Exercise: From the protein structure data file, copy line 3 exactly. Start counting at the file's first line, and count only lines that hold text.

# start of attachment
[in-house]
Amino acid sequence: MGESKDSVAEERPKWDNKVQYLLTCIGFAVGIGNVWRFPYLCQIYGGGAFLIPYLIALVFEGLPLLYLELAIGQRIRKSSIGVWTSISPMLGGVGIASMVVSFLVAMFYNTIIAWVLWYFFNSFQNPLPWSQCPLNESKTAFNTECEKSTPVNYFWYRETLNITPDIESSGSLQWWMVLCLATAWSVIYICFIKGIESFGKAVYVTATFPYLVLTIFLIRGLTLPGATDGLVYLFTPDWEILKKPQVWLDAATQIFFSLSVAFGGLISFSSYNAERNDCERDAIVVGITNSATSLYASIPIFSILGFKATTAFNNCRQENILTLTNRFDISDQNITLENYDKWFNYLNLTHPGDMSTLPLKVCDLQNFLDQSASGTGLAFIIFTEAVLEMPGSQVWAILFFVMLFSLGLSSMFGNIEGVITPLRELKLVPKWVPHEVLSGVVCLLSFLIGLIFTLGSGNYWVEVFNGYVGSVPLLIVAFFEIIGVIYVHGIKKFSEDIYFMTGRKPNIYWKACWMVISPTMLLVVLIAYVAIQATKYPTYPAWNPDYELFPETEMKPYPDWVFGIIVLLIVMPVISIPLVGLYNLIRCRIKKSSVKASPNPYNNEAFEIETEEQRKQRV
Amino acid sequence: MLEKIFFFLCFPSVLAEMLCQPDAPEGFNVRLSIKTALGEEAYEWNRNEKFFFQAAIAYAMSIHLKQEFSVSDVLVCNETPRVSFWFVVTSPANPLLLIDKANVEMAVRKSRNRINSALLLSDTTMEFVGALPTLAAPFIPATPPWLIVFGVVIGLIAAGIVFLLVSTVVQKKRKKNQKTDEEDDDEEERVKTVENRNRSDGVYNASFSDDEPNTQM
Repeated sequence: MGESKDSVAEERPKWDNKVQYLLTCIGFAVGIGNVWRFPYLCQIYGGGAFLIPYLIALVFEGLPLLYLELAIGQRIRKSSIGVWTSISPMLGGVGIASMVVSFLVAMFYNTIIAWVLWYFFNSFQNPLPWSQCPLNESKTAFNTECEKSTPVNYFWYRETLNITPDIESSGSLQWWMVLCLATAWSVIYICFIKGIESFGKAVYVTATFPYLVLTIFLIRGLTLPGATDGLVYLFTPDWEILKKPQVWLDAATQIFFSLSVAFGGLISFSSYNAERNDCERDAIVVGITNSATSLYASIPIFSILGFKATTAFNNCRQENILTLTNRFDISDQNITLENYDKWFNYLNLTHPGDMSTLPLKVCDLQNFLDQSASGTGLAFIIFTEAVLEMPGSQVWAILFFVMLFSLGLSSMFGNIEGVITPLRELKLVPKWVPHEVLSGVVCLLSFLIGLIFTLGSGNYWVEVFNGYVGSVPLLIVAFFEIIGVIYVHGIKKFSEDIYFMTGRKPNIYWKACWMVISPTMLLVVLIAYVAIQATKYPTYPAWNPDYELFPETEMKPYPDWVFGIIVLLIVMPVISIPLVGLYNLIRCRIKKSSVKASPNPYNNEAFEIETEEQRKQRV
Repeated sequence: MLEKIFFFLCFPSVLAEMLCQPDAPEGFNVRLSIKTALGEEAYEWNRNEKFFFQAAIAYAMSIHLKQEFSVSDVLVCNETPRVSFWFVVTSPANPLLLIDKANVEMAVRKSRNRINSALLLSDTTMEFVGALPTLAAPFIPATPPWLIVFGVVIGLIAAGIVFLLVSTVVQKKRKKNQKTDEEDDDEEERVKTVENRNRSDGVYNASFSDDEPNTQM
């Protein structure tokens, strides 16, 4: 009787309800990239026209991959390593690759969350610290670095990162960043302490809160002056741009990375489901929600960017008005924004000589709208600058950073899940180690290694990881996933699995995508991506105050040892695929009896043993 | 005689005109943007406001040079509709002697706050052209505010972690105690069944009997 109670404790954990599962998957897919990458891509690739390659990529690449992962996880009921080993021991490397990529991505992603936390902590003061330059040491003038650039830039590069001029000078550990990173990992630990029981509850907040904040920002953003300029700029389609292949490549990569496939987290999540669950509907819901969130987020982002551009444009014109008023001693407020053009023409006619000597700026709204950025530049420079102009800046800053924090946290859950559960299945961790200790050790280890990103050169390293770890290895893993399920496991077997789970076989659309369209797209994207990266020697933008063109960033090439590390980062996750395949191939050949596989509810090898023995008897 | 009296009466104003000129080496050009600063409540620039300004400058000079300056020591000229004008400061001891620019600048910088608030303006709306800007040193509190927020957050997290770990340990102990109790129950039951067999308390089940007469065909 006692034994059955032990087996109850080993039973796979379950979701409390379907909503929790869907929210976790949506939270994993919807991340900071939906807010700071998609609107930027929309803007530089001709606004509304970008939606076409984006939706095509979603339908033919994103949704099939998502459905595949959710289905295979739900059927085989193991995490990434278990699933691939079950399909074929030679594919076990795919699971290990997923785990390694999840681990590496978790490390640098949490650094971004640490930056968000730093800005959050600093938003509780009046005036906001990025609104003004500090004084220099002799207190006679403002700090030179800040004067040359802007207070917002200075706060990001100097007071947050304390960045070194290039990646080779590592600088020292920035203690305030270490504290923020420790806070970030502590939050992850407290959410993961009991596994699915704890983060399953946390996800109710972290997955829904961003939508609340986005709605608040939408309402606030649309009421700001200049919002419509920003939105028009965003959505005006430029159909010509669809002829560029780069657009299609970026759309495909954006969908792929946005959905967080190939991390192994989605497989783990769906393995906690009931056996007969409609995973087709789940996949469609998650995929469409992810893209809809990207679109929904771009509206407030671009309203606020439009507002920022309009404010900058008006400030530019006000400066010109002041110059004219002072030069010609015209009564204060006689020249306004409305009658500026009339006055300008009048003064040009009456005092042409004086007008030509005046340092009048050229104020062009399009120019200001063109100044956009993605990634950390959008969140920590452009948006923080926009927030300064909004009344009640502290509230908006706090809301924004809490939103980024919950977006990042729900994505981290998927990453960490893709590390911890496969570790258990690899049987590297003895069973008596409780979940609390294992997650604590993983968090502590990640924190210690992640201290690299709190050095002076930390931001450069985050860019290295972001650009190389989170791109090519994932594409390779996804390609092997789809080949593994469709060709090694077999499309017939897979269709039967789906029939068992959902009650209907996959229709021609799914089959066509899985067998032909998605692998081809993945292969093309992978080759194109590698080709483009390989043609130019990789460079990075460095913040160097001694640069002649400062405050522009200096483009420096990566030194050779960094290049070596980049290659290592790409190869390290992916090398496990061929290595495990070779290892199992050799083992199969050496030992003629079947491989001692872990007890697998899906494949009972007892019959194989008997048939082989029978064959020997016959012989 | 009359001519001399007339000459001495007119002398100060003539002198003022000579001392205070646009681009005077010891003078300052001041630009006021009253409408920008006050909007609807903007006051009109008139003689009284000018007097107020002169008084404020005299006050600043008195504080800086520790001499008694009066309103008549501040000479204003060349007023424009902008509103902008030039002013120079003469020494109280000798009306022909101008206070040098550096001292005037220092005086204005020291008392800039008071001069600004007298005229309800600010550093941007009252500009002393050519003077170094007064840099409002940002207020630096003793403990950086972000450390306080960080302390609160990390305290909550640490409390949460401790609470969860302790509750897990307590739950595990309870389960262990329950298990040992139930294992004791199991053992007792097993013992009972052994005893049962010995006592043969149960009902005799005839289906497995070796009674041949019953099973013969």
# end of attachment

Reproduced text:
Amino acid sequence: MLEKIFFFLCFPSVLAEMLCQPDAPEGFNVRLSIKTALGEEAYEWNRNEKFFFQAAIAYAMSIHLKQEFSVSDVLVCNETPRVSFWFVVTSPANPLLLIDKANVEMAVRKSRNRINSALLLSDTTMEFVGALPTLAAPFIPATPPWLIVFGVVIGLIAAGIVFLLVSTVVQKKRKKNQKTDEEDDDEEERVKTVENRNRSDGVYNASFSDDEPNTQM